Hamilton cancer patient teaches parents life lesson: Live every day to the fullest

“Remember, tomorrow is promised to no one.” — Walter Payton, Hall of Famer Chicago Bears running back who died in 1999 when he was 45.

No one understands those words better than parents of terminally ill children.

Sure all parents worry about their children until they’re safely tucked in their beds, but those whose children face the long odds of beating deadly diseases never get a restful night of sleep.

Just ask Gary and Melissa Short. If you don’t know them, you’ve probably heard of their daughter, Naomi Short. Now 9, the Hamilton girl was diagnosed last year with a rare form of brain cancer, and because of her spunky personality, people gravitate toward her.

Naomi has been deputized by Butler County Sheriff Richard Jones, honored at a Hamilton City Council meeting where she proclaimed herself mayor, rode a white horse decorated as a unicorn during a surprise visit at a Hamilton fire station, been featured on CBS Evening News, and, since Thanksgiving, has traveled around the United States with her parents in a pull behind camper, a gift from the Make A Wish Foundation.

The Shorts have seen more in six weeks than some people experience in a lifetime. They have been awed by the Grand Canyon, Hollywood sign and bright lights on the Las Vegas strip. They have window-shopped along Rodeo Drive, taken photos of their favorite celebrities on the Walk of Fame and toured every Disney property in Orlando for the past week.

Naomi, who uses a wheelchair after losing her ability to walk, has suffered one medical emergency. She had a severe seizure in Los Angeles and was flown to the UCLA Health. She was released the next day.

While in Orlando, they have stayed free in a two-story, seven-bedroom, five-bathroom house that also features a swimming pool, game room and movie theater. While there, Naomi was visited by Belle, her favorite character from Beauty and the Beast.

“We’re doing her whole bucket list,” her father said.

“No one wants to come home,” her mother said.

While all this sounds wonderful, eventually they will pack their suitcases with dirty clothes, amusement park souvenirs and a lifetime of memories. And when they return to Hamilton this week, Naomi will still have cancer and require a wheelchair.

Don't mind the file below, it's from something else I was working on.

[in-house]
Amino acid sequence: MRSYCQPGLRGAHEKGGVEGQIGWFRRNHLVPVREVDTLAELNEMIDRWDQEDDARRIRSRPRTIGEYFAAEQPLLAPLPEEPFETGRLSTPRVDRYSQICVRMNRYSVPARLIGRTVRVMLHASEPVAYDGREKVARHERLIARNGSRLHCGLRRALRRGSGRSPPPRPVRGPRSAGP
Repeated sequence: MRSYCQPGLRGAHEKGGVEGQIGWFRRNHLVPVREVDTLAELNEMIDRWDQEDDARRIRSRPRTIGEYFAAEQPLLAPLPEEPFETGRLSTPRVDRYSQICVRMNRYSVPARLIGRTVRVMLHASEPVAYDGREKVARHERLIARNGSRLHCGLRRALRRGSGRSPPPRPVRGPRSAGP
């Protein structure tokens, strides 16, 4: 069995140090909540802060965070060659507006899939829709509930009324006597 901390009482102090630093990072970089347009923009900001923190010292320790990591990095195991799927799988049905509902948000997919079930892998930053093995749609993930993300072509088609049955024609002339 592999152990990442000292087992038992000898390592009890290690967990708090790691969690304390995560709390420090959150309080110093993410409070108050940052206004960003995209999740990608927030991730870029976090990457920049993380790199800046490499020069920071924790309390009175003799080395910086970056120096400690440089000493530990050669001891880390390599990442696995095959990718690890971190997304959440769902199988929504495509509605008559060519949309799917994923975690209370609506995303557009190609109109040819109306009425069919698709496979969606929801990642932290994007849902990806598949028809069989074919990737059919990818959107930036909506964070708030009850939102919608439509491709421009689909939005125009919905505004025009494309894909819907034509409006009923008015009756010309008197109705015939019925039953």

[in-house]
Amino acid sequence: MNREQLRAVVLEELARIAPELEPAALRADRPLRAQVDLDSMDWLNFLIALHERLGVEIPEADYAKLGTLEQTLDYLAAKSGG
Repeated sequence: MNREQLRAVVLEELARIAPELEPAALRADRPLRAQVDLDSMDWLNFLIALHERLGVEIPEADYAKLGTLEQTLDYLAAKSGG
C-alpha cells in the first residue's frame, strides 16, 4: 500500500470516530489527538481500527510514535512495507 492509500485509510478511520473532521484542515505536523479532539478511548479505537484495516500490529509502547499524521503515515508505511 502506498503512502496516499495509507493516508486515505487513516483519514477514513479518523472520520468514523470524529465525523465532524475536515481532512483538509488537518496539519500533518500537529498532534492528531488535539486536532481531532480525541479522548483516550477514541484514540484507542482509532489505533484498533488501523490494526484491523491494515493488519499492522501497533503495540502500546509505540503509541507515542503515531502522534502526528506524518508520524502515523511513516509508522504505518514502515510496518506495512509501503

She has lost her hair due to cancer treatments that also have aged her facial appearance, her father said.

That’s something not even Walt Disney and his “magical kingdom” can correct.

It would be easy then for the Shorts to feel sorry for themselves. Be bitter at the world. Close their curtains to the outside world.

But instead, they keep living because, well, tomorrow isn’t guaranteed.

“We live day by day and worry about that day instead of what’s happening next month,” Gary Short, 42, said during a phone conversation from Magic Kingdom. “She’s the strongest warrior I’ve ever meet. She’s in so much pain some days that she talks about going to heaven. I refuse to think what’s coming next.”

Melissa Short, 35, has said Naomi’s survival rate is 30 percent. She doesn’t consider the other 70 percent.

“When I find myself thinking along those lines, I try to quickly get distracted,” she said. “Tomorrow is not promised to any of us. We’re all gonna leave this earth. Maybe cancer, maybe a car accident. However God decides to take her home. If I allow myself to think that way, I’d drive myself crazy. Right now I just want to enjoy....”

Her voice trailed off.

It was time for the conversation to end.

They had parks to visit. They had a life to live.

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